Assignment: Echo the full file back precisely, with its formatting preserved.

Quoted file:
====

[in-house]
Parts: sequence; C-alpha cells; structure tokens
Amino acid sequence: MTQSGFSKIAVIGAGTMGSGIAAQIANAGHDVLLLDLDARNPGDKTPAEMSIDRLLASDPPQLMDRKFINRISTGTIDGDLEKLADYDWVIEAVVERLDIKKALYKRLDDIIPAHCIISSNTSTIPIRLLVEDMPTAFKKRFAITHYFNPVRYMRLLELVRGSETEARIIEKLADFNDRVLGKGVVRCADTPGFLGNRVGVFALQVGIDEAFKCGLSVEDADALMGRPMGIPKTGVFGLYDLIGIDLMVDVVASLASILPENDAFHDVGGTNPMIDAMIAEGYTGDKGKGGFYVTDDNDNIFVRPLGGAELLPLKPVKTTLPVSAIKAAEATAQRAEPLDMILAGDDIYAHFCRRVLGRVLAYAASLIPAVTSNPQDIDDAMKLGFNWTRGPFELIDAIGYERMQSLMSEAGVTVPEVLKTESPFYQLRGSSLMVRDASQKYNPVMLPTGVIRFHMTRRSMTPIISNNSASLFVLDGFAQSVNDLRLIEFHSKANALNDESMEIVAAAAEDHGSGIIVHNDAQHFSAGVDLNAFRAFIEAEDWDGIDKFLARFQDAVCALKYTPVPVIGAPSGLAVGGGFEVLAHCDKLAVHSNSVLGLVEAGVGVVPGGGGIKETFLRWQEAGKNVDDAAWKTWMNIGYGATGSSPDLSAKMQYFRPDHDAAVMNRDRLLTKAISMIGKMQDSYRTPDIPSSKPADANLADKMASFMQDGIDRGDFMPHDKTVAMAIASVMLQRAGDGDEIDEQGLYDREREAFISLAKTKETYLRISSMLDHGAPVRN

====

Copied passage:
[in-house]
Parts: sequence; C-alpha cells; structure tokens
Amino acid sequence: MTQSGFSKIAVIGAGTMGSGIAAQIANAGHDVLLLDLDARNPGDKTPAEMSIDRLLASDPPQLMDRKFINRISTGTIDGDLEKLADYDWVIEAVVERLDIKKALYKRLDDIIPAHCIISSNTSTIPIRLLVEDMPTAFKKRFAITHYFNPVRYMRLLELVRGSETEARIIEKLADFNDRVLGKGVVRCADTPGFLGNRVGVFALQVGIDEAFKCGLSVEDADALMGRPMGIPKTGVFGLYDLIGIDLMVDVVASLASILPENDAFHDVGGTNPMIDAMIAEGYTGDKGKGGFYVTDDNDNIFVRPLGGAELLPLKPVKTTLPVSAIKAAEATAQRAEPLDMILAGDDIYAHFCRRVLGRVLAYAASLIPAVTSNPQDIDDAMKLGFNWTRGPFELIDAIGYERMQSLMSEAGVTVPEVLKTESPFYQLRGSSLMVRDASQKYNPVMLPTGVIRFHMTRRSMTPIISNNSASLFVLDGFAQSVNDLRLIEFHSKANALNDESMEIVAAAAEDHGSGIIVHNDAQHFSAGVDLNAFRAFIEAEDWDGIDKFLARFQDAVCALKYTPVPVIGAPSGLAVGGGFEVLAHCDKLAVHSNSVLGLVEAGVGVVPGGGGIKETFLRWQEAGKNVDDAAWKTWMNIGYGATGSSPDLSAKMQYFRPDHDAAVMNRDRLLTKAISMIGKMQDSYRTPDIPSSKPADANLADKMASFMQDGIDRGDFMPHDKTVAMAIASVMLQRAGDGDEIDEQGLYDREREAFISLAKTKETYLRISSMLDHGAPVRN